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zette
01-09-2013, 09:37 AM
Does anyone here have a child in a hybrid homeschool charter -- where they attend a classroom 2 or 3 days a week, and the school sets the assignments to be done on the "at home" days?

I have just found a tiny special ed school in our area that is designed for kids with Aspergers. Instead of jumping in with the school 5 days a week, we are looking at having him attend 2 days a week and doing "homeschool" the other 3, basically following the hybrid model. Attending this school would give us a way to get the behavioral and social skills therapy he needs (and that I'm struggling to piece together on my own), and a long trial period would let us make sure it's really the right place for him.

My favorite thing about homeschooling is that I get to pick the curriculum, which I would lose with the hybrid model. I'm mostly a school-at-home person anyway, so far at least. Just curious to hear others' experiences with the hybrid model.

blasphemoushomemaker
01-14-2013, 04:45 AM
No, but I wish we did. Just two days a week would really help me have more time to clean my house! My state (washington) JUST finally legalized charter schools. We do, though, have parent partnership programs, where parents can send their kids to just one or more classes at a physical school, maybe just get them involved in a language or music class. They're just all based mainly outside of the city for the convenience of county kids so it's a long drive if we participated. I'm hoping new charter schools will offer that kind of flexibility. The parents that I do know who use it all love it.

crunchynerd
01-14-2013, 08:31 AM
I am glad to maintain autonomy over our kids' education as a family matter, and therefore won't be answering to an external organization or the State more than the required yearly letter stating we passed our annual review. Housework is something they have to learn how to do along the way, anyway, so I have them work with me to get chores done, most of the time.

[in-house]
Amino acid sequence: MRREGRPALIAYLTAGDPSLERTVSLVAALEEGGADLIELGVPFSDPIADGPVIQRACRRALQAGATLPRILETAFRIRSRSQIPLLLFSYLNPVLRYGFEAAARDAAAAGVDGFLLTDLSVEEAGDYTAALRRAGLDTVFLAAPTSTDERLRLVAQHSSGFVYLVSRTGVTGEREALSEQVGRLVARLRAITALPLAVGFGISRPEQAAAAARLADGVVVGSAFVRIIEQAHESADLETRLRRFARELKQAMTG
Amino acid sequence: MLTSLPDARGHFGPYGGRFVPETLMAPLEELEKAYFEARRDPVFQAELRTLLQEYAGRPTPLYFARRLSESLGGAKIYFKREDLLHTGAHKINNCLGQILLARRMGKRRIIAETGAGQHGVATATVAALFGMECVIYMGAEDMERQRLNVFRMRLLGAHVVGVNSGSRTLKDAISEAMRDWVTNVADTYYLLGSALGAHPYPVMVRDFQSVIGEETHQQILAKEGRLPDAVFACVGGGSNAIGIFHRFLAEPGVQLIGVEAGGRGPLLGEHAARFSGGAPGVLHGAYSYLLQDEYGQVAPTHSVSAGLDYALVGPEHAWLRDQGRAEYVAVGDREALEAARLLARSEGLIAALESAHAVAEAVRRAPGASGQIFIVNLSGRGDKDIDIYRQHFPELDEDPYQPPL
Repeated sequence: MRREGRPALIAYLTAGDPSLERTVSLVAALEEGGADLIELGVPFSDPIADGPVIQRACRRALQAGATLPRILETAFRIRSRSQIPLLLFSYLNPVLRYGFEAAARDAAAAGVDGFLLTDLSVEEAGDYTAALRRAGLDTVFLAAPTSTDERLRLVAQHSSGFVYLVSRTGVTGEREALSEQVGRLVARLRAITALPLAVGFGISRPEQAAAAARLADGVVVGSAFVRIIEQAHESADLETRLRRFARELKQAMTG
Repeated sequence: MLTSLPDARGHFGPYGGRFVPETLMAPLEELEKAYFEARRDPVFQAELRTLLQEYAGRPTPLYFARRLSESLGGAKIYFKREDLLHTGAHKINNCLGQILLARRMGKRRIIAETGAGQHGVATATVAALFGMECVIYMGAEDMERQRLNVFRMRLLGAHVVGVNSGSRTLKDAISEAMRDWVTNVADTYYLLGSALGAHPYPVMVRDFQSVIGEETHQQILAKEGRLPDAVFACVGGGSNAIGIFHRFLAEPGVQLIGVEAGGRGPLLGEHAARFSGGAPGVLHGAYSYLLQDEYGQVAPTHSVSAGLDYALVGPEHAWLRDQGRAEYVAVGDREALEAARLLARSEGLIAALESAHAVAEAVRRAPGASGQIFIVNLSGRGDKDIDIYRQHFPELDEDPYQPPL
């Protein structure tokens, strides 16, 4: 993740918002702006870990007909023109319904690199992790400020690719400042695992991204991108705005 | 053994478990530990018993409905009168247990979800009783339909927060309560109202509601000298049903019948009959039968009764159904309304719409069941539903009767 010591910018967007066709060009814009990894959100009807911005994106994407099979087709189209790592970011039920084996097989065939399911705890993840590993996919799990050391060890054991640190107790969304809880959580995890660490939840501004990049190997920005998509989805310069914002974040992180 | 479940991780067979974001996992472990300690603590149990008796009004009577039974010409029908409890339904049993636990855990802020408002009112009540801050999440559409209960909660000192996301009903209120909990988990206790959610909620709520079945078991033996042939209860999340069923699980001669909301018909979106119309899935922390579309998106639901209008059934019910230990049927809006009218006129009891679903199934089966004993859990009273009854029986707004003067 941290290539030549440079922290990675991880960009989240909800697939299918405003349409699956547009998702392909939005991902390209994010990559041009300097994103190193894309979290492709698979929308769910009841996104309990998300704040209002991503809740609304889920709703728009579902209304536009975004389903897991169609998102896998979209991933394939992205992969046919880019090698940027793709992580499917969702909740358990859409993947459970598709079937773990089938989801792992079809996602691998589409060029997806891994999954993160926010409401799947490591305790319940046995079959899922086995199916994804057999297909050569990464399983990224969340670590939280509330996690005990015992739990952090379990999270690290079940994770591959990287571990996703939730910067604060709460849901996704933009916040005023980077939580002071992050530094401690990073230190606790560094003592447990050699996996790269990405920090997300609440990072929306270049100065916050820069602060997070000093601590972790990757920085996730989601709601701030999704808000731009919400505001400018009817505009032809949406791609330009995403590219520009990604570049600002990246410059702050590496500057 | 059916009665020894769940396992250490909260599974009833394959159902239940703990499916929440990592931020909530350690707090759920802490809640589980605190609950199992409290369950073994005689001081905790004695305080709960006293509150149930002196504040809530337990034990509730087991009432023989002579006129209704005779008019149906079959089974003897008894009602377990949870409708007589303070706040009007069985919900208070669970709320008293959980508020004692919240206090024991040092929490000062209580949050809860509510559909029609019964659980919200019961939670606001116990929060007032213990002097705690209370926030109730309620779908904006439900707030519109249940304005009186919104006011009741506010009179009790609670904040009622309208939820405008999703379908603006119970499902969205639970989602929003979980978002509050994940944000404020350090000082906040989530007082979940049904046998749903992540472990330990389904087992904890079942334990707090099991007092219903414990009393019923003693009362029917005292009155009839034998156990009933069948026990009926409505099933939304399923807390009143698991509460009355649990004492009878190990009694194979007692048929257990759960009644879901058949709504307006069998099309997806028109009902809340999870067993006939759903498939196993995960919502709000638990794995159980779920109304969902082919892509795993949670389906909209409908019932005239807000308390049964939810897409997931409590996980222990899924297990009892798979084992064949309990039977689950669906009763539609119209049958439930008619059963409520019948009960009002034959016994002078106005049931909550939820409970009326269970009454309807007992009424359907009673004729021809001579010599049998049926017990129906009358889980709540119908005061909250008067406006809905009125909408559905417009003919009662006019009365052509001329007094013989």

Paula
01-14-2013, 09:15 AM
We are with a charter in Northern California that supplies and perhaps suggests curricula, but I was able to chose which to take home. While using it, we are able to see what works for us and keep and drop what we like. Although there are some guidelines, we are able to set the schedule and the assignments.

What I love is that they offer classes, but they are FUN, and the teachers are amazing. It's not always a break because some classes are parent-child, but I love that we can both be "the learners" sometimes.

I think what you've described would be a nice middle-of-the-road approach. He would get the specialized therapy he needs, the freedom and comfort to learn at home, and added exposure to other kids he can relate to. Once you're in, maybe they would allow you to change up the assignments and curricula. I say, go for the trial run!

Accidental Homeschooler
01-14-2013, 12:31 PM
In our state we can use the schools for classes and extracurricular activities. My dd takes a math class at the high school and we will use it for other classes in the future. It has been helpful to have that option for us. I am not familiar with the type of program you are describing. It isn't something that is available here. I might try it if it were, with my younger dd.

blasphemoushomemaker
01-14-2013, 10:56 PM
I should rephrase that. I'm not super-mom and would like some frikkin' time to myself.

Sweden
01-24-2013, 10:12 AM
A friend of mine sends her children to a similarly-styled school in California. I don't know the details, but she absolutely loves it. Her frame of reference is that she likes having her children around, but is not comfortable with establishing and then fully teaching a curriculum. The one subject in which she is comfortable is the arts and she has extra time to focus on that with her children.

Mrs. Apple
01-24-2013, 09:01 PM
There's a school like this in my area--I think they call it a "university model" school. It looks pretty cool, lots of organized sports and fine arts. But it's also stark-raving Christian, and therefor not a good fit for us. Bummer.

rueyn